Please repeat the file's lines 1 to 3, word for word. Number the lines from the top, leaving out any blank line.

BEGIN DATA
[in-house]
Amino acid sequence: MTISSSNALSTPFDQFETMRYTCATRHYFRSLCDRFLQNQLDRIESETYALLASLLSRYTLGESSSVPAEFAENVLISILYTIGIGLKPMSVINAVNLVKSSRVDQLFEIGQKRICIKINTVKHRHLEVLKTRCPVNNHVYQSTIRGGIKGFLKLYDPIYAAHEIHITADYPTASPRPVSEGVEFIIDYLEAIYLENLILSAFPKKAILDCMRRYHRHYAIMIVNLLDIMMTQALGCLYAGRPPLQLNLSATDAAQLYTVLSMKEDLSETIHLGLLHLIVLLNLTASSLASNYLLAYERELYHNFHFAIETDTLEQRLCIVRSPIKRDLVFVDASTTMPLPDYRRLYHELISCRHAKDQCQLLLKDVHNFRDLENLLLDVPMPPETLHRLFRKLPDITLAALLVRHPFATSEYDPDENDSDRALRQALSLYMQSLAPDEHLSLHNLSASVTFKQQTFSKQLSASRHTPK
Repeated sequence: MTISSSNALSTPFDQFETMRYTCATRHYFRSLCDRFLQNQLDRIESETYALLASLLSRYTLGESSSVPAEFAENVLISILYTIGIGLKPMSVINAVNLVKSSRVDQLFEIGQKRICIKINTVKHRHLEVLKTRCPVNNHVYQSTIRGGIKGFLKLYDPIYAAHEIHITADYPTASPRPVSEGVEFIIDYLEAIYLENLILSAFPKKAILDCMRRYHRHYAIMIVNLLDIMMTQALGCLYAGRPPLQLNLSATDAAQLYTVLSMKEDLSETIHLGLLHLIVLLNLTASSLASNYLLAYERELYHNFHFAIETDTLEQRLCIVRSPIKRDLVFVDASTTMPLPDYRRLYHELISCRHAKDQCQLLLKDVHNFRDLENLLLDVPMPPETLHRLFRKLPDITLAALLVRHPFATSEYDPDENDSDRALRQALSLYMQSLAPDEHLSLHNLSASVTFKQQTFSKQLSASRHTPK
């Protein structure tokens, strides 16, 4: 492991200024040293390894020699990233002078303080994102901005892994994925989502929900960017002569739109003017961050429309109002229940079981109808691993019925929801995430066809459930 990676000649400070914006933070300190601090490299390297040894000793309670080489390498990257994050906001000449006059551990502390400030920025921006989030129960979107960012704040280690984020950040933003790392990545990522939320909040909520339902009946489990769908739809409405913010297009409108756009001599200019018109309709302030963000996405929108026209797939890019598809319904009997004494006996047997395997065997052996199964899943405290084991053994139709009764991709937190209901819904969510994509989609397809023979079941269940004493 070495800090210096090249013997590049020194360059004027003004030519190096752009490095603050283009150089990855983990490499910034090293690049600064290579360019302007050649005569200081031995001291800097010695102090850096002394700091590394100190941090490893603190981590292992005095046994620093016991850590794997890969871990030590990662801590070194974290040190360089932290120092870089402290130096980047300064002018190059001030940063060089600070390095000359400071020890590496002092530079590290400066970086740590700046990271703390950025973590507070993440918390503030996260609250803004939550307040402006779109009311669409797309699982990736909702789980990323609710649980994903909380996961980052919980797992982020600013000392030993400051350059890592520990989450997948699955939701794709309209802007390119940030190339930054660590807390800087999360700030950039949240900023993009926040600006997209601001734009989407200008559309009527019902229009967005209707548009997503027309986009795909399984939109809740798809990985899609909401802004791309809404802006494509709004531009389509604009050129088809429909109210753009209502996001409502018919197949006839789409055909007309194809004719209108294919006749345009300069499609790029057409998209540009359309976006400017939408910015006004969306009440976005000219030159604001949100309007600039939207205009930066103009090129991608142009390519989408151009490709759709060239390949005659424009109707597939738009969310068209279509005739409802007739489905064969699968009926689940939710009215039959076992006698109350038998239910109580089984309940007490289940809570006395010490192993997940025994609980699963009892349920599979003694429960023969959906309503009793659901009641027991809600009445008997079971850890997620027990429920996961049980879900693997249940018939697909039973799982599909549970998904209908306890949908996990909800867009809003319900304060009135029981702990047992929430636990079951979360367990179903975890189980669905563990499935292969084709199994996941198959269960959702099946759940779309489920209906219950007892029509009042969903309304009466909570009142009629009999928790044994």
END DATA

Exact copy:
[in-house]
Amino acid sequence: MTISSSNALSTPFDQFETMRYTCATRHYFRSLCDRFLQNQLDRIESETYALLASLLSRYTLGESSSVPAEFAENVLISILYTIGIGLKPMSVINAVNLVKSSRVDQLFEIGQKRICIKINTVKHRHLEVLKTRCPVNNHVYQSTIRGGIKGFLKLYDPIYAAHEIHITADYPTASPRPVSEGVEFIIDYLEAIYLENLILSAFPKKAILDCMRRYHRHYAIMIVNLLDIMMTQALGCLYAGRPPLQLNLSATDAAQLYTVLSMKEDLSETIHLGLLHLIVLLNLTASSLASNYLLAYERELYHNFHFAIETDTLEQRLCIVRSPIKRDLVFVDASTTMPLPDYRRLYHELISCRHAKDQCQLLLKDVHNFRDLENLLLDVPMPPETLHRLFRKLPDITLAALLVRHPFATSEYDPDENDSDRALRQALSLYMQSLAPDEHLSLHNLSASVTFKQQTFSKQLSASRHTPK
Repeated sequence: MTISSSNALSTPFDQFETMRYTCATRHYFRSLCDRFLQNQLDRIESETYALLASLLSRYTLGESSSVPAEFAENVLISILYTIGIGLKPMSVINAVNLVKSSRVDQLFEIGQKRICIKINTVKHRHLEVLKTRCPVNNHVYQSTIRGGIKGFLKLYDPIYAAHEIHITADYPTASPRPVSEGVEFIIDYLEAIYLENLILSAFPKKAILDCMRRYHRHYAIMIVNLLDIMMTQALGCLYAGRPPLQLNLSATDAAQLYTVLSMKEDLSETIHLGLLHLIVLLNLTASSLASNYLLAYERELYHNFHFAIETDTLEQRLCIVRSPIKRDLVFVDASTTMPLPDYRRLYHELISCRHAKDQCQLLLKDVHNFRDLENLLLDVPMPPETLHRLFRKLPDITLAALLVRHPFATSEYDPDENDSDRALRQALSLYMQSLAPDEHLSLHNLSASVTFKQQTFSKQLSASRHTPK